The Publication Process

Let me take you through the entire process of the publication of a game.

"Funny ideas" about publication

In case it's not crystal clear, you cannot submit an idea to a publisher, just like you can't submit an idea for a book to a book publisher. A publisher wants an actual game, just like a book publisher wants an actual written book.

You create your game, perfect it, and then you take it to a publisher.

Unusual strategies or shortcuts for publication/sale of your game will require huge effort on your part, and will almost certainly not work. Selling directly to shops, on a website, or from the back of your car, will fail dismally.

Just make a great game, and take it to a publisher. If it doesn't succeed, try other games, and other publishers. Or, don't try at all.

Choosing a publisher

Household name publishers do not accept submissions. Start with a much smaller company.

As long as a smaller company has done a few games to a reasonable standard, and had them properly distributed to major markets, they're probably good enough to publish your game. If your game succeeds, a smaller publisher is quite capable of having large numbers of them printed, if the demand arises.

Make sure the company is appropriate for your game. Are they accepting submissions? If they don't specify, they probably are open to very good submissions.

There are a few websites that maintain lists of publishers that are accepting submissions. These places will usually charge a small fee.

Once you've chosen a publisher, you contact them, to propose your game to them. I'll cover the proposal process in another article.


About 5% of the time (very roughly, and varying greatly from game to game), the publisher will be interested in playing the game you've proposed. They'll ask you to send a physical copy of it to them by mail (or play it on Tabletop Simulator.)

The publisher plays the game. I've had this be almost instant, and also waited a whole year. Typically, it takes a couple of months. It's expected that you stop proposing your game to other companies, as this publisher is putting time into evaluating your game.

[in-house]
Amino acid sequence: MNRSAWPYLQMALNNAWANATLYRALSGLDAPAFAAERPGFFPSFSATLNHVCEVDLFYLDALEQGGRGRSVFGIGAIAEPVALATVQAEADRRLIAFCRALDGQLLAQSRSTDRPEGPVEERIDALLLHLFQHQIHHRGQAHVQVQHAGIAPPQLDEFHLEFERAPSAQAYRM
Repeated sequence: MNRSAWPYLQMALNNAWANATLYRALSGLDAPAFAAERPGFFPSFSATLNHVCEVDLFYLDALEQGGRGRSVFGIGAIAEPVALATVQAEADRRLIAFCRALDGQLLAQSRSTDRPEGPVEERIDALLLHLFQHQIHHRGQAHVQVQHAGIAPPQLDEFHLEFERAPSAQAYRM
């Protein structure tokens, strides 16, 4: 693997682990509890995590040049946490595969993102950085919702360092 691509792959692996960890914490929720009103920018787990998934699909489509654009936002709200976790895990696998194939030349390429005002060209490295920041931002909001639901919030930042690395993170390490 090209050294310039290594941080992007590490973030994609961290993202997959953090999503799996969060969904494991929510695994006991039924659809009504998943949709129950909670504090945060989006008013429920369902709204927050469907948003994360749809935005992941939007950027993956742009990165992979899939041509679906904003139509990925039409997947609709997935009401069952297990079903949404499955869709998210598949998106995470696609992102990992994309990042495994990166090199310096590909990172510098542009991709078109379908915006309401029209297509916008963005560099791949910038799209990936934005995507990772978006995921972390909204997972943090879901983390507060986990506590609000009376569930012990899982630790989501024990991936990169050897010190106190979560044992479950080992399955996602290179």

Some companies will never get back to you or respond, while others will write detailed feedback about their reasons for rejecting your game. This feedback is extremely valuable, and the publisher has gone out of their way to help you, by writing it. Even if you completely disagree, reply to them, thanking them. There's a reasonable chance you'll want to propose something to them again, so keep things friendly. Writing back to tell a seasoned publisher that their feedback is wrong, and that your game actually is great, is an insult.

If the publisher does like the game, and thinks it's an appropriate fit for their company, they'll contact you, and have a chat. Publishers are also very much interested in you as a person. They have to work with you, so if you're a jerk, or are likely to be difficult, they'll reject your game even if it's good.

After this, the publisher hopefully agrees to publish the game.


The publisher provides a contract for you to sign.

Once you agree to publication, the publisher does everything from here: the artwork, manufacturing, distribution, and promotion (if any). You get a royalty typically around 5-8% of what they sell it for wholesale, which is about 35% of the retail price. This means your commission per game will be 2-3% of the retail price. This may not seem like a huge amount, but the publisher is giving you about a quarter of their profit.

A publisher may do significant development on the game. They may just publish your game as is.

The publisher will probably change the title and the theme.

They may change the rules, but will likely confer with you about this, and ask you to do it. They're highly likely to want to tweak individual cards or game elements. A publisher may want your involvement and approval. They may not.

The publisher likely has people and groups they use, for testing their games. These people and groups playtest the game, and check it for problems.

Your game will likely also join a queue. Publishers will sign good games when they find them, not as they need them. This means there will always be other games that need to be done before yours. This queue is likely a year or more long. There's nothing you can do about it. In the meantime, put more work into the game, or work on other games.

Even after all this, publishers will hand back a portion of the games they've accepted. This is usually because the game had flaws they couldn't fix, but also for business and personal reasons.


Once development is complete, the publisher organises artwork and graphic design.

The publisher then sends the game to the manufacturer, who prints an initial print run. This is likely 2,000-10,000 copies, depending on the size of the publisher. The game is sent to distributors, and it appears in shops worldwide, and online. This takes a few months.

Sites like BoardGameGeek add the game to their listings, and reviewers start doing review videos and articles.

If the game sells well, the publisher does more and more print runs. Most published games don't get beyond one print run, but successful games can be reprinted indefinitely.

The publisher pays you your first commission. It could be the first of many, or your last. Even successful games will peak, and sales will decline over a few years, as new games come out.

If the game is a success, the publisher might be interested in making an expansion or series. Don't even think about such things now.

It's Really Slow

Publication is a long process. Expect a wait of two years at an absolute minimum, from signing the contract, to having the game in your hands. The upside is that you don't need to do anything except wait.

The publication process is so slow that you need to have multiple completed games at once. Get to work!

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